Now, what to do with the gaps left at the edges? Half Hexagons of course! Attic24 does not list a pattern for the half hexagon to go with the original pattern but I decided that, by now, I was confident enough to make it up on the fly. I followed the original pattern but only half of each row, as follows:
Half Hexagon Crochet Pattern:
Chain 3 and join to make loop.
Chain 3 (in place of first tr) and then tr 5 times into loop. Turn.
In new colour, ch3 and htr into first st (to act as first ‘bobble stitch’), ch1, then (bobble stitch, ch1) into remaining 5 stitches. Turn. (note: bobble stitch is explained fully on Attic24’s original post)
In new colour, chain 3 into first st (to act as 1st tr) then tr 2 into first bobble space. ch1 and tr 3 times into each bobble space. Turn.
In new colour, ch 3 and sl st into each ch1 gap of previous round. Turn.
Chain 3, then tr2 into ch3 space of last round, *3 tr in next space. 3tr, ch2, 3tr in next space.*
Repeat * to * until done! (you’ll know when it’s done)
These instructions leave much to be desired, I know! I’m sure most beginners will be able to figure it out from the original anyway. If there are any glaring mistakes or if you have any questions then please, ask away 🙂
I forgot to take a ‘work in progress’ shot of the half hexagon. But you can hardly tell… 😉
I could now see the finish line. It was so close! I grabbed my darning needle and started to sew the little hexagons together as quickly as I could. Seeing the design start to pull together was very, very exciting.
After all the hexagons were sewn together, I removed the cover from the cushion I had bought and started attaching it to the front panel along the seams. the hexagon panel had ended up fractionally too big for the cover, but only by a little. So while sewing it on I had to kind of ‘
‘ it a little every now and then. I believe sewing pros may call this ‘easing in’. it didn’t take much to get it looking perfect.
And then… It. Was. DONE!
I toyed with the idea of adding pom-poms along the edge. But decided against it as, to me, it was perfect already!
I love my granny hexagon cushion so much. every time I look at it I have to smile a little. I do have to keep poking in the yarn ends that continue to try and escape, but I guess tat is the charm of Handmade.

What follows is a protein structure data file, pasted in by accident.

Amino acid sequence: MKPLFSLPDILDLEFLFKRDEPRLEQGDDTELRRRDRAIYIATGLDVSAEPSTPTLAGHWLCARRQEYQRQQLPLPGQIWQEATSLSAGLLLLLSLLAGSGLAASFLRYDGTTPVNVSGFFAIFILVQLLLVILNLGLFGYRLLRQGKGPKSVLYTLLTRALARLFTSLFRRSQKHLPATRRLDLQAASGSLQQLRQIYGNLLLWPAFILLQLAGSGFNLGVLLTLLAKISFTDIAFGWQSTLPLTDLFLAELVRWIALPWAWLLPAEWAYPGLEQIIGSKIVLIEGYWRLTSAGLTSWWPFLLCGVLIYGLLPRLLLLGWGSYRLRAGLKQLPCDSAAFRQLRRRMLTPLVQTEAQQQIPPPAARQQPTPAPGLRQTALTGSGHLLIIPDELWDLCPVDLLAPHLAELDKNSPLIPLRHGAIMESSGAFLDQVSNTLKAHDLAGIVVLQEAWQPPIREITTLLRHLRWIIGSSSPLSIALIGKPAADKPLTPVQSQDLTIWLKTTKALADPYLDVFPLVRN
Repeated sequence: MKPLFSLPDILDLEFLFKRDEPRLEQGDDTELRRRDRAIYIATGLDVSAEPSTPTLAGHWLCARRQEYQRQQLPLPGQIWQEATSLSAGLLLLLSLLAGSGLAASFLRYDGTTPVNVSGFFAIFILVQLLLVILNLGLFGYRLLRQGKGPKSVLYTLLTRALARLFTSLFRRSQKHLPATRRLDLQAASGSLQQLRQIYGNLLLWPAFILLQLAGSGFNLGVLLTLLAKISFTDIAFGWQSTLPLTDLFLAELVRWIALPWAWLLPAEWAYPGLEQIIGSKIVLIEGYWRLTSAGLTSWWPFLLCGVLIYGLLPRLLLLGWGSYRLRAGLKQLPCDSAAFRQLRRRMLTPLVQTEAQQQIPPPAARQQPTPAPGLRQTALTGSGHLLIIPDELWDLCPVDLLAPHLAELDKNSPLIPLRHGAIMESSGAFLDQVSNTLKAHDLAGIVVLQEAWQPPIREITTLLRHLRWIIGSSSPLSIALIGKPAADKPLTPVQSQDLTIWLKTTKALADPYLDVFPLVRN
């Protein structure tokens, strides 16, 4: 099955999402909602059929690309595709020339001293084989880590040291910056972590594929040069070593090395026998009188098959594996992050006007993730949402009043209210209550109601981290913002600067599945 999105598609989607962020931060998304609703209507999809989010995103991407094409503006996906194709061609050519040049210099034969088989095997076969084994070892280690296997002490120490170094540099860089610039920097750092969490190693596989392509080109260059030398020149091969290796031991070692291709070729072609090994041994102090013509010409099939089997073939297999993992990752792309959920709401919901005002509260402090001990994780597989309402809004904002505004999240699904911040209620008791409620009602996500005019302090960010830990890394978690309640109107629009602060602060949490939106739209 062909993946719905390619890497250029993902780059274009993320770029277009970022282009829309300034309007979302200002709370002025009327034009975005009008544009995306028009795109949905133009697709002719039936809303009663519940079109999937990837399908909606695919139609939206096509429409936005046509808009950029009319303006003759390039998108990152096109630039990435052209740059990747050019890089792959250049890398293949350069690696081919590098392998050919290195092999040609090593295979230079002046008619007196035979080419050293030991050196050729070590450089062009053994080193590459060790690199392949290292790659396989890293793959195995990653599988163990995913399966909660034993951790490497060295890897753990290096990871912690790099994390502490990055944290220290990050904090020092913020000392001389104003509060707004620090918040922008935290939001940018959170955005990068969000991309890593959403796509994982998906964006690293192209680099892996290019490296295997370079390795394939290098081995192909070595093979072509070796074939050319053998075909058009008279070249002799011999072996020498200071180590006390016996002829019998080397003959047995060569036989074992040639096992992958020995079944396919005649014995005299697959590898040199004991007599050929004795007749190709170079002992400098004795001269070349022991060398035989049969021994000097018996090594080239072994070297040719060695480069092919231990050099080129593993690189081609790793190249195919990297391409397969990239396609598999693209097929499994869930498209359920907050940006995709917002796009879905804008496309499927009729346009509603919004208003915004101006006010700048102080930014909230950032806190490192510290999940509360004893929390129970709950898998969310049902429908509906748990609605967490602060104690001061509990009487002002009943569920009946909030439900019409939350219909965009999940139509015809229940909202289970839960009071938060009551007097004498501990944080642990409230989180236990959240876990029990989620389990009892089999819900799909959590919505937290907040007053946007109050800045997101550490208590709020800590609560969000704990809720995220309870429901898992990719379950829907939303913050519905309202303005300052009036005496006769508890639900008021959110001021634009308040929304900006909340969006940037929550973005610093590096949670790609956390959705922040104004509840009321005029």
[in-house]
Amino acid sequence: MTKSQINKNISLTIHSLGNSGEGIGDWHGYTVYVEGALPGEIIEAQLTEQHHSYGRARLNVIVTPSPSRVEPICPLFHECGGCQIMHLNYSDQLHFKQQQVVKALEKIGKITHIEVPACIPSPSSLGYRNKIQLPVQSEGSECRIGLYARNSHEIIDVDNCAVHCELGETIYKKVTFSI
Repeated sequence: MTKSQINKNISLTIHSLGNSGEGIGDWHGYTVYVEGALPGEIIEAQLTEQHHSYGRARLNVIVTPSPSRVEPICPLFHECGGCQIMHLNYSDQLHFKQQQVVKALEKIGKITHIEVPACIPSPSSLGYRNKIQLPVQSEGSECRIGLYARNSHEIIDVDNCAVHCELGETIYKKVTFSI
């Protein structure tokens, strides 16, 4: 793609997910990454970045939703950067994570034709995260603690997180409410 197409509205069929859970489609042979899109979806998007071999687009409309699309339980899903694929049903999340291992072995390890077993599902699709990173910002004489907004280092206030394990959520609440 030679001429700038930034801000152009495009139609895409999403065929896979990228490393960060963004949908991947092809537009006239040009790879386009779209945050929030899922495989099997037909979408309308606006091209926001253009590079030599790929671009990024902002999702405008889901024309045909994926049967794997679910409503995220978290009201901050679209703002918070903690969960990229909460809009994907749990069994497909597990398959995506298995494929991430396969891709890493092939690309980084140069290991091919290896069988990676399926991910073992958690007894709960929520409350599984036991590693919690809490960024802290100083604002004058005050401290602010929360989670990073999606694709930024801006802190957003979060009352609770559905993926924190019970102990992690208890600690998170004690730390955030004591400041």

1. Buy LOTS of yarn when starting a large project. Check how much the pattern recommends and perhaps get a tiny bit more in case of mishaps.2. Note down every brand and
2. Note down every brand and colour code of yarn used. If you do need more then this way you can be certain and even take the plunge and buy online to save time and some moolah. I have read that you need to get the same dye-lot batch numbers to prevent slight colour variations. But to be honest, the same brand and colour would have been more than acceptable for me earlier on in this project.3. A large project made up of smaller component pieces is perfect for a beginner who wants to end up with something impressive. After all, it’s always nice to create something that can be admired all year long. You certainly
3. A large project made up of smaller component pieces is perfect for a beginner who wants to end up with something impressive. After all, it’s always nice to create something that can be admired all year long. You certainly can’t do that with another big beanie!
4.If all else fails, a good old pen and paper can get your ideas straight and move you forward from a stand-still. Once I had decided on a cushion I broke out the trusty notepad and drew out my design. Things in our house inevitably end up getting dumped on the floor and so this way I would never lose or forget the design I had settled on. It also helped to get the symmetry right in the pattern AND now I also have a guide for any future incarnations of the same cushion.
5. If a project goes wrong or starts to get you down there is absolutely no shame in taking a break or even starting something new. Nobody is chasing you and there is no point spending your hard-earned free time stressing out over a pile of wool. Enjoy what you do, or don’t do it!
What happened next? Well I went online and purchased A LOT of yarn in similar colours ready to take another swing at a blanket. (details to follow in future post. Needless to say I have found a GEM of a yarn supplier) I may try a different pattern this time though. I’m feeling adventurous.
I’d love to hear from you if you got yourself into a situation similar to this while starting out in the world of crochet. If you would have approached the set-back differently, what would you have done?. Get in touch!
Thank you so much for reading 🙂
Beccy May xx
- Attic 24 – The inspiration for this project and original creator of the pattern shown throughout this post.
- Pinterest – A great source of inspiration when it comes to crochet designs and ideas.
- Ravelry – My fave place for patterns. A huge library of both free and Paid for patterns. Knitting and crochet.
- Crocheteverafter – Amazingly clear tutorials. no nonsense explanations, and the creator of the hat pattern featured at the beginning of the post. (gigantification optional and not advised!)